Researching the trip to Kinabatangen River we knew there was a chance we could see Orangutuns in the wild. We have been to some good places and seen more than our share of amazing things across the globe but animals encounters have not always been the most lucky parts of the trips. Well, not at Kinabatangen. We saw 7 Orangutans, including 2 mothers with babies! The only problem as you can tell is that they were far away. Those heavily cropped images are all we could get, but they still ROCK!
Our best encounter was the last morning of our stay on the 6am morning cruise. The previous day had been tiring due to a long jungle walk through the mud in the heat the day. When the alarm went off at 5:50 we both rolled over and for a split second considered not getting up, since we hadn't seen anything notable on the morning cruise the day before. Better jugement prevailed and we threw on our flip flops, stuck the camera in the waterproof back, grabbed our life jacket and stumbled to the boat. Coffee was only served after the morning cruise, doh!
The previous morning's cruise didn't have a big turn out, only a few birds, so our expectations were a little low. As the morning wore on we had seen plenty of birds and a few cool hornbills. As we sat looking a tree full of hornbill birds some of the branches appeard to move below the birds. Our guide grabbed his binoculars then pointed at the trees, "Orangutan. Wild Orangutan", he said quietly. It's just one of those moments, like on safari in Africa seeing the first pride of lions or seeing the first great white shark. Any first or rare sightings of animals in their natural habitat create such energy and suspense. It's electric!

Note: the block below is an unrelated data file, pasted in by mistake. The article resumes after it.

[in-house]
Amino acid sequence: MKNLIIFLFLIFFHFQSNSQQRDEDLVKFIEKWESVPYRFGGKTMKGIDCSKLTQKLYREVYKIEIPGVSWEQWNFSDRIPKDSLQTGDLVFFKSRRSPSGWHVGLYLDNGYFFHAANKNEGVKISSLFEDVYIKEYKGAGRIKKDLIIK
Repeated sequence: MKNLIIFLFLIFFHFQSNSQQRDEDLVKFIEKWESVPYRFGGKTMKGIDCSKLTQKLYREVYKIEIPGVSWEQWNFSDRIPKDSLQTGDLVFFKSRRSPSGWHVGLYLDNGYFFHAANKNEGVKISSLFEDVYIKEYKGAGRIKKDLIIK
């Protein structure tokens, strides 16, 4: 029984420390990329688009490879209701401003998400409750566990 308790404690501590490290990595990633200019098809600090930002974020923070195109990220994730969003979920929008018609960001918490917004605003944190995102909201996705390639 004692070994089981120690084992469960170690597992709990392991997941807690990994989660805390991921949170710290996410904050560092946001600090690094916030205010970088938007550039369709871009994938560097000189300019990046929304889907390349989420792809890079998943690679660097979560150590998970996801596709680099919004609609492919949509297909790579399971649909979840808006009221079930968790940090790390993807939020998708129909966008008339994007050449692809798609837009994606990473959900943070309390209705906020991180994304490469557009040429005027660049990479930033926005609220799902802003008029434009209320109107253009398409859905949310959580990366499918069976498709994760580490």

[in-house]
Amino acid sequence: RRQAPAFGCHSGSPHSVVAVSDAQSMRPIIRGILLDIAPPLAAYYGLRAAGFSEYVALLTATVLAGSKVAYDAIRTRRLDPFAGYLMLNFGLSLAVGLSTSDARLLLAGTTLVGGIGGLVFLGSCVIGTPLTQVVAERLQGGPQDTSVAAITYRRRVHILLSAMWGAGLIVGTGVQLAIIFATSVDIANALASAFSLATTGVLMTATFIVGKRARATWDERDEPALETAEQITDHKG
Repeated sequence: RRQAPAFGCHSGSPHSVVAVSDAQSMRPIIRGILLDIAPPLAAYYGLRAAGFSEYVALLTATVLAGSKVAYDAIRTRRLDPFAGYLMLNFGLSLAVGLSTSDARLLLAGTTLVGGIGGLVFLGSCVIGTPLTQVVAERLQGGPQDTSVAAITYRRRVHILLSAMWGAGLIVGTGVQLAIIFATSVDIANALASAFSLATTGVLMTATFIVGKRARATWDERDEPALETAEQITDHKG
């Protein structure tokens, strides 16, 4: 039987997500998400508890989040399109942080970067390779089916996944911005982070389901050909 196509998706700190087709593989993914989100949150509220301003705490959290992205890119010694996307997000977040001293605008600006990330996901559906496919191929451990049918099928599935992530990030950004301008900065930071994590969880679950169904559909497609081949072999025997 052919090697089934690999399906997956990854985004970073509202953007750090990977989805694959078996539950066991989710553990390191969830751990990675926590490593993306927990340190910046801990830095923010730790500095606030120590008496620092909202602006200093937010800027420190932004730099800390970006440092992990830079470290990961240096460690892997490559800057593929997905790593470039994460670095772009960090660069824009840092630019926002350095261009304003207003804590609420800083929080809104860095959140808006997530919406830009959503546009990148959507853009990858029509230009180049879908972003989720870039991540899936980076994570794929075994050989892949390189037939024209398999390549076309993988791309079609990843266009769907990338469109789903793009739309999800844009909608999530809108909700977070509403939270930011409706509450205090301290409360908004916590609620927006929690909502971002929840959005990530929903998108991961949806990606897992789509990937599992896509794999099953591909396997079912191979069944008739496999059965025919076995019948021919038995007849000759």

Looking closely, there he was, swinging in the trees having breakfast! We are awake now; who needs coffee? Orangutans are solitary animals, living alone most of their lives. This one spooked easily and quickly skirted off into the branches so we couldn't see him any longer. The guide said let's go and we headed up river expecting that to be the "one" good sighting of the morning.
Not long after we had spotted a crocodile, the guide put the boat in reverse and grabbed his binoculars. In the trees was another orangutan. Then somebody in the boat said, "are there two of them"? No wait, that's a mother with a baby. Are you kidding?! We sat and watched them swing from the trees in complete awe as the guide tried to keep the boat at a good viewing angle. Luckily they didn't spook quite as easily so we got a few minutes of their time before they ducked in the nest to hide.
The guide looked at his watch telling us it was time to head back. Turning the boat around and putting it on full throttle we cruised down the river. We saw another boat stopped at the riverside and as we approached and saw the tell-tale singular shaking branch in the tree, we slowed down to see. The guide grabbed his binoculars yet again, "no way" he muttered. Yep, another mother and baby within viewing distance in the trees. It was unbelievable. What a morning for sure and it wasn't even 8am!
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